6. 2-nitrophenyl-~-D-galactopyranoside
7. azocoll
8. olive oil No activity whatever is detected with substrates 1, 5, 7 and 8. The supernatant phase does not contain any invertase, no p-galactosidase, no protease nor lipase. It contains an ~-galactosidase and a ~-glucosidase. The ~-galactosidasic activity of the supernatant phase, tested on stachyose and defined as above, amounts to 42,000 U.

A mycelium of Penicillium duponti (ATCC 10518) is prepared in the same way as in Example 2. This mycelium is-~)39672 homogenised in a 0.05 M acctate buffer (p~l 6). It is then centrifuged at 23,000 rpm for 30 minutes. The supernatant phase is collected. ~he a-galactosidasic activity of this supernatant phase~ tested o~ sachyose, amolmts to 40,000 U.
E~lPLE 6 100 mg of the enzyme or supernatant phase prepared in the same ~ray as in Example 4 and then lyo~hilised, are ad(le~
to 500 ml of a soya milk containing 3.7~ of stachyose. The enzymatic treatment is continued for 30 minutes at 55C.
After the treatment, the stachyose content of the soya mill~
is reduced to 40% l~ith hardly any change in the taste of the mil~.
EX~IPLE ?
1 g of mycelium produced in accordance l~ith Example 1 is added to 200 ml of a sugar beet juice containin~ 22~ of saccharose and 2~ ol raIfinose The enzymatic treatment is continued for 24 hours during ~hich the de~radation of tlle ra~finose is observed. A percentage degradation of 40~ is obser~ted after approximately 1 hour~ rising to 60p after about 2.5 hours~ to around 80% after 4 hours, ultimately ~-stabilisin~ at around 8~ after approximately ~ hours.

sm .. . .. ~ , . . . .

Claims (9)

WHAT IS CLAIMED IS:
1. A process for the production of an .alpha.-galactosidase (enzyme No3.2.1.22) preparation by culturing the mold Penicillium duponti in an aqueous medium containing at least one sugar with at least one .alpha.D-galactopyranosyl bond and collecting the mycelium thus obtained.
2. A process as claimed in Claim 1, wherein the culture medium is an aqueous suspension from the blanching of hari-cot beans.
3. A process as claimed in Claim 2, wherein the culture medium contains from 6 to 20 g of dry material per litre of water, the dry material containing from 30 to 40% by weight of sugars and from 2 to 5% of total nitrogen.
4. A process as claimed in Claim 3, wherein the sugars consist of 30 to 40% of stachyose, 40 to 50% of saccharose, 7 to 9% of raffinose and 1.5 to 3.5% of reducing sugars.
5. A process as claimed in Claim 1, wherein the pH-value of the culture medium is adjusted to a value between 6 and 7.
6. A process as claimed in Claim 1, wherein the medium is kept at a temperature of 40 to 50°C during fermentation.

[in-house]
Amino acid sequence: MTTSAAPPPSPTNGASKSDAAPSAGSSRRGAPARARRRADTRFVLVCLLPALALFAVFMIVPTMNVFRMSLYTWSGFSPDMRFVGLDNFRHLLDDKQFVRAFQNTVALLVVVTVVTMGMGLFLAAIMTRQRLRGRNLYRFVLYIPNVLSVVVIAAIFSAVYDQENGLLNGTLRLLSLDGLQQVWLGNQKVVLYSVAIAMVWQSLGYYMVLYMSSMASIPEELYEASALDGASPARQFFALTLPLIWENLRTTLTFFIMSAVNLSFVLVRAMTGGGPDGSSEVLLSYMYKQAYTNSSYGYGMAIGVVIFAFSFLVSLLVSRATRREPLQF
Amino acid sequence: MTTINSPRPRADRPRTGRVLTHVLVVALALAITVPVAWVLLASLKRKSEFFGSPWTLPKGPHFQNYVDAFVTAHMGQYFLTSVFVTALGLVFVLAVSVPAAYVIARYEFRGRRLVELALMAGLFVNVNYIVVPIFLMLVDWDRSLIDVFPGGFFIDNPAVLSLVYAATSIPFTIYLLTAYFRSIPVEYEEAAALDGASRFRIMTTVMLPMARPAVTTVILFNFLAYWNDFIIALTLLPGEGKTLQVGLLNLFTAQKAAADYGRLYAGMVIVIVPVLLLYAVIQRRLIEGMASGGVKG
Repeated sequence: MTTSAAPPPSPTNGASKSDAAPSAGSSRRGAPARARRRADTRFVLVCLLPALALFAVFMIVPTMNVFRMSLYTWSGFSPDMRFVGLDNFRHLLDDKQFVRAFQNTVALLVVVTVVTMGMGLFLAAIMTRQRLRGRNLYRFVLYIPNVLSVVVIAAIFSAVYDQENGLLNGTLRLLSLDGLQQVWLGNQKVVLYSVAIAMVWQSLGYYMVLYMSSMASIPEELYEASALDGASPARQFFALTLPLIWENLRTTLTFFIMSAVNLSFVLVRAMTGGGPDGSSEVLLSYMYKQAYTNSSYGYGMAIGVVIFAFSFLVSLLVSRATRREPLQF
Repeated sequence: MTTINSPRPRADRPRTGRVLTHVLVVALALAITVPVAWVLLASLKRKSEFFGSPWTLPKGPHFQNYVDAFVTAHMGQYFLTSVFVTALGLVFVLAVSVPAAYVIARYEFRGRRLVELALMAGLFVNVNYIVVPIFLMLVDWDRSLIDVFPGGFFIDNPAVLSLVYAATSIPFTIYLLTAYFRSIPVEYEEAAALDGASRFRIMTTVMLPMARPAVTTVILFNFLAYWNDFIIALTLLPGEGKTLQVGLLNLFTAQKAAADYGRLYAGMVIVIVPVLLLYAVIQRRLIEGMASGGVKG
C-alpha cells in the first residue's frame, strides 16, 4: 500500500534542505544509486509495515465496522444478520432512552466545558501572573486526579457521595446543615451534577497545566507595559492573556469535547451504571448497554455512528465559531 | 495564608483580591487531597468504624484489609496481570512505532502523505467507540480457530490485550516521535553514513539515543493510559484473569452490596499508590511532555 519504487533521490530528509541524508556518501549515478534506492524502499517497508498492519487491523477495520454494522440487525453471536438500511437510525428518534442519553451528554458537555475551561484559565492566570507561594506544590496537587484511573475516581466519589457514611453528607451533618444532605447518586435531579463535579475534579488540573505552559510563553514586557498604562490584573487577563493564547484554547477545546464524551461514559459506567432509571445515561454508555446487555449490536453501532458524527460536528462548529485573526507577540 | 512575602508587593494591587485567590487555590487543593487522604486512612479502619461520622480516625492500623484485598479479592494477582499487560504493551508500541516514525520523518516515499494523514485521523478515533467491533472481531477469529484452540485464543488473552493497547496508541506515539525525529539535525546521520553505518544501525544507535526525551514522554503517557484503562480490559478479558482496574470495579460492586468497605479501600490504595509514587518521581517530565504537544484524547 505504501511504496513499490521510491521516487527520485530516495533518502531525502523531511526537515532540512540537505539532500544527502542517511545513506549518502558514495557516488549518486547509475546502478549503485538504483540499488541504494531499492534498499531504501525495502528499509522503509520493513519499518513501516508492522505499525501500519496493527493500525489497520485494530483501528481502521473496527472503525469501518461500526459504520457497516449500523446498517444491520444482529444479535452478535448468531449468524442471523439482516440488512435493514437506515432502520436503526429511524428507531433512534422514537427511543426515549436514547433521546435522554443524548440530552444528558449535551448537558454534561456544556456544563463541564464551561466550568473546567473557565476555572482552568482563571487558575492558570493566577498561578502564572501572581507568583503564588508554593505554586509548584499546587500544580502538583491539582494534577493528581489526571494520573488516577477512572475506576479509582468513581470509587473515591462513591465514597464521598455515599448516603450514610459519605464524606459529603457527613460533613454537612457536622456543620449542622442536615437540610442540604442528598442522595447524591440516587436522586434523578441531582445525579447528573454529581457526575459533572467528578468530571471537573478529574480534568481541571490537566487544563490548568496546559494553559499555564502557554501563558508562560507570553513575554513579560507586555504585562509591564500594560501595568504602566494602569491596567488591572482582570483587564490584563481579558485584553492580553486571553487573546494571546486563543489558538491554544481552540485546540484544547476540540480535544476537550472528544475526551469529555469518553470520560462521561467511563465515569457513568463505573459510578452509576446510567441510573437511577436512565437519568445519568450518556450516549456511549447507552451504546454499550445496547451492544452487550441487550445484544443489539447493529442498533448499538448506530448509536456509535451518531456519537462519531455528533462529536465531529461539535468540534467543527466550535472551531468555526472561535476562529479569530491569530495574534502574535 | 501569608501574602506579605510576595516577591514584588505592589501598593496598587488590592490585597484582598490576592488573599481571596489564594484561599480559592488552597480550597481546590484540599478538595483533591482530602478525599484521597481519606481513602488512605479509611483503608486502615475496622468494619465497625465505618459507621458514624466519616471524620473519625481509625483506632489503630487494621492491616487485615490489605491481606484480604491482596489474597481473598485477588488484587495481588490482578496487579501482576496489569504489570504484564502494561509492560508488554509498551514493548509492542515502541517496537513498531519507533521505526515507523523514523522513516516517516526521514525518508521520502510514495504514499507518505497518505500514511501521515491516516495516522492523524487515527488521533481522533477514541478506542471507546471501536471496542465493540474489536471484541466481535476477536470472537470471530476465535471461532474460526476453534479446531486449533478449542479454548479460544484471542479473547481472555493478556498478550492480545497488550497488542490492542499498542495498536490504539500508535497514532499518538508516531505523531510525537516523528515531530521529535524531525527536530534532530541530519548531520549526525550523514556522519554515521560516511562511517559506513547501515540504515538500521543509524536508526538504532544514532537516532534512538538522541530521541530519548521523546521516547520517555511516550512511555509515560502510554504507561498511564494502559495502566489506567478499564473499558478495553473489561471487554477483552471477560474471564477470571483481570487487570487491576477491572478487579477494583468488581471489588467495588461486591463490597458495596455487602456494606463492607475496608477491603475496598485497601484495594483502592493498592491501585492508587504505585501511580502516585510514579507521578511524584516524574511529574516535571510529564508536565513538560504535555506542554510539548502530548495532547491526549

7. A process as claimed in Claim 1, wherein fermentation is continued for 24 to 48 hours.
8. A process as claimed in Claim 1, wherein the mycelium collected is washed and then pulverised.
9. A process as claimed in Claim 1, wherein the mycelium collected is homogenised in a buffer at a pH-value of from 5.5 to 7.5, centrifuged and the supernatant phase collected.
CA219,173A 1974-02-01 1975-01-31 PRODUCTION OF .alpha.-GALACTOSIOASE BY PENICILLIUM DUPONTI Expired CA1039672A (en)

Applications Claiming Priority (1)

Application Number Priority Date Filing Date Title
CH140374A CH585793A5 (en) 1974-02-01 1974-02-01

Publications (1)

Publication Number Publication Date
CA1039672A true CA1039672A (en) 1978-10-03

Family

ID=4209609

Family Applications (1)

Application Number Title Priority Date Filing Date
CA219,173A Expired CA1039672A (en) 1974-02-01 1975-01-31 PRODUCTION OF .alpha.-GALACTOSIOASE BY PENICILLIUM DUPONTI

Country Status (15)

Country Link
US (1) US3966555A (en)
JP (1) JPS5318592B2 (en)
BE (1) BE824441A (en)
CA (1) CA1039672A (en)
CH (1) CH585793A5 (en)
DE (1) DE2417291B2 (en)
DK (1) DK140730B (en)
ES (1) ES434327A1 (en)
FR (1) FR2259900B1 (en)
GB (1) GB1450487A (en)
IE (1) IE40566B1 (en)
IN (1) IN142352B (en)
IT (1) IT1029379B (en)
LU (1) LU71673A1 (en)
NL (1) NL175929C (en)

Families Citing this family (17)

* Cited by examiner, † Cited by third party
Publication number Priority date Publication date Assignee Title
DK153568C (en) * 1985-02-12 1988-12-05 Novo Industri As ALFA-GALACTOMANNANGALACTOSIDASE AND AGENTS CONTAINING THIS
JPH043418Y2 (en) * 1985-04-25 1992-02-03
JPS6435679U (en) * 1987-08-27 1989-03-03
JPS6434776U (en) * 1987-08-27 1989-03-02
NZ233582A (en) 1989-05-16 1992-05-26 Akpharma Inc Formerly Aek Dev Oral composition comprising alpha-galactosidase
US5356804A (en) * 1990-10-24 1994-10-18 Mount Sinai School Of Medicine Of The City Of New York Cloning and expression of biologically active human α-galactosidase A
US5401650A (en) * 1990-10-24 1995-03-28 The Mount Sinai School Of Medicine Of The City University Of New York Cloning and expression of biologically active α-galactosidase A